Reese Kaplan -- A Mid Year Editorial Reflection


Unlike the off-season when hope springs eternal or the post-season when people are focused on the best of the best showing what they can do, the tail end of July often brings out the worst of baseball fans.  Debates nowadays concern things like mortgaging the future, replenishing the farm system, devaluing someone on an expiring contract and inflating the security of people who have years of team control left via the collective bargaining agreement.  No matter what is done there are some people who will condemn it, others who will celebrate it and others who have already given up on baseball and are looking for who to draft on their fantasy football teams.

Can we all just take a collective breath, step back and get nostalgic for a moment?  Do you remember the days when you were first learning how to swing a bat, how to catch a ball, how to steal a base and how to hit the cutoff man who, in turn, can nail the runner at the plate?

Do you remember the sickly sweet smell of the flat pink piece of bubble gum in the package, and the joy that came from reading the stats on the back of the card?  How about those little cartoons with trivia about the player?  Do you remember those checklist cards that let you track who you had and who you still needed to complete your set?  Do you remember the rookie cards highlighting fresh faces that may or may not help your team compete now and in the future?  Do you remember back when it was more important to get the cards of your favorite players on your favorite team rather than the prospective value they will have if you preserve them in a plastic sleeve so that 30 years into the future you can brag that you have a Johnny Knucklehead rookie card in mint condition?  

Frankly, I remember playing games with the baseball cards, flipping them, trading them and even (horror of horrors) putting them into the spokes of a bicycle wheel to simulate the sound of a motorcycle.  

I’m not here to debate the merits and deficiencies of the Player’s Union or the greed of the owners.  I do know, however, that ever since the Curt Flood and Andy Messersmith milestones in baseball, the fans subtly shifted from rooting for players to rooting for laundry.  The fungible nature of players as resources means you no longer feel the same kinship to the individual player.  You remain loyal to your team and become hypercritical of what they do with their roster when it seems they are putting profits ahead of winning.  Edwin Jackson has been on 14 different teams (thus far!) and former Met Octavio Dotel played on 13.  It didn’t used to be this way.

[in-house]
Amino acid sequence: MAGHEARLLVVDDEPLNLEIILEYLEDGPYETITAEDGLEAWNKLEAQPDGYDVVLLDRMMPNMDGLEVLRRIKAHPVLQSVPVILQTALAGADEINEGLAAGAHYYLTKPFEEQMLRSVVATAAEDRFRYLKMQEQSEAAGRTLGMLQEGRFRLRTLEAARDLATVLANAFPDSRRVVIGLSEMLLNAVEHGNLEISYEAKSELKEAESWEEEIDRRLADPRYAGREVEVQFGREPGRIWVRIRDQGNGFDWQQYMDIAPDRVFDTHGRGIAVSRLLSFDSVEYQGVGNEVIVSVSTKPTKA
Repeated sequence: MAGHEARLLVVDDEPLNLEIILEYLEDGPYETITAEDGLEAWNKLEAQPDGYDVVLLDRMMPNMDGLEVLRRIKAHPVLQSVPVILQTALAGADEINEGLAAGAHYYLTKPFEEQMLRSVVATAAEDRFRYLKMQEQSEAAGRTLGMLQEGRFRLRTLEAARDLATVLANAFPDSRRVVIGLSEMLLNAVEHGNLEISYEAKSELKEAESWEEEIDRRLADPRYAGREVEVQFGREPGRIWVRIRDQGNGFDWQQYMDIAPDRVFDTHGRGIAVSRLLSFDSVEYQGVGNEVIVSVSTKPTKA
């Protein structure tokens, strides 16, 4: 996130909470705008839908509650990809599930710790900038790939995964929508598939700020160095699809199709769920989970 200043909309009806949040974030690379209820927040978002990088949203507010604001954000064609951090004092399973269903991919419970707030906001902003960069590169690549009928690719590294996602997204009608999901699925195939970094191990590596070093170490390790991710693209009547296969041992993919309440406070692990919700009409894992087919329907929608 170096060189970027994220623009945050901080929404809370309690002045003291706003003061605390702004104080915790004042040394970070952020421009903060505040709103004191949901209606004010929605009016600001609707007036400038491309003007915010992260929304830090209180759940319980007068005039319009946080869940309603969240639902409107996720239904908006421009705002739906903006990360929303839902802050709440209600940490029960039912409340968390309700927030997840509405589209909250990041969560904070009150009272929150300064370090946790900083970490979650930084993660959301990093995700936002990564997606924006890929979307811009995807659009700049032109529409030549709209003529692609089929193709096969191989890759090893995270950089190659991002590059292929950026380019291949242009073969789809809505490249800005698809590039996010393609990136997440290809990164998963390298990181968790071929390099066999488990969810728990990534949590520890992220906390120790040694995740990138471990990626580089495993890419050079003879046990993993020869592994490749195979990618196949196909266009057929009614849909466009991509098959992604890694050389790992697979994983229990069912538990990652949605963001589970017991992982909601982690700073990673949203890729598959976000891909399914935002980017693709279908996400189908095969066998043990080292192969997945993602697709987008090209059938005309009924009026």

So let’s step back before this afternoon’s trading deadline, forget about the merits of what package Noah Syndergaard or Zack Wheeler or Edwin Diaz might net, what salary relief a Todd Frazier or Wilson Ramos transaction could bring, and instead just enjoy the fact that the Mets have won 6 of their last 7 games without Yoenis Cespedes, without Jed Lowrie, without Brandon Nimmo, without Dom Smith and with a clearly diminished Robinson Cano and Jeurys Familia.  Celebrate the fact that an All-Star pitcher was just added to the roster.  Whatever happens, happens.  We have no control over it.  The person the Wilpons entrusted to make the deals is the only one who does and nothing we say here is going to move the needle at all. 


Mack Ade said...

Today is the last day of the tradng period.

Any predictions?

Reese Kaplan said...

Anxiety, disappointment and media ridicule. On other words, they will do nothing.

Rustyjr said...

Frazier, & Lagares will be traded for major major league bullpen help & Wheeler gets dealt for high end prospects

Gary Seagren said...

Look they hired BVW because he sold them on the "rebuild AND still contend" idea but if that's true then don't trade any of our starters and let them finish hopefully strong and maybe just maybe we play meaningful games in Sept. and then build on that this off season. Now Diaz HAS to improve doesn't he? Anyway with Cano a very expensive sunk cost at this point the question becomes how much worse does he have to be to at least move him down in the order? The thought of what to do with him for 4 more years makes me ill but it is what it is. The fact that he has had 2 good games in four months is staggering and were stuck with him, thank you Brodie ,and you can throw Lowrie into that as well as they were his clients and I wonder just how happy the Wilponzies are about all of that. Lets remember they were the only, as far as I know, owners who got screwed the Madoff mess and their in charge of making these decisions well the only thing I can say is "Lets Go Mets"

Viper said...

I think the "Agent" probably asked for so much that no trade will be made.

But then, if you are getting only a marginal prospect for Wheeler, you might as well just ride it out and take the draft pick if he is not re-signed. Same for Frazier.

Reese Kaplan said...

No draft picks without QOs and that's an $18 million gamble you might lose like with Neil Walker.

Mack Ade said...

Current 5 man rotation since the all-star break: 1.52-ERA

Tony said...

That ERA is very good, if they keep it up it can lead to a possible wild card, who knows?

Anonymous said...

Listen girls, it is 1969 all over again. Grab your Slinky and "My Favorite Martian" coloring book. It's time be be wowed one mo' time!

Anonymous said...

If you are old enough to remember the 1969 Mets run to the Championship, staying positive and believing in something other than yourself can be a good, healthy, and fun place to be on a hot summer's day.

You Gotta' Believe!

Mack's Mets © 2012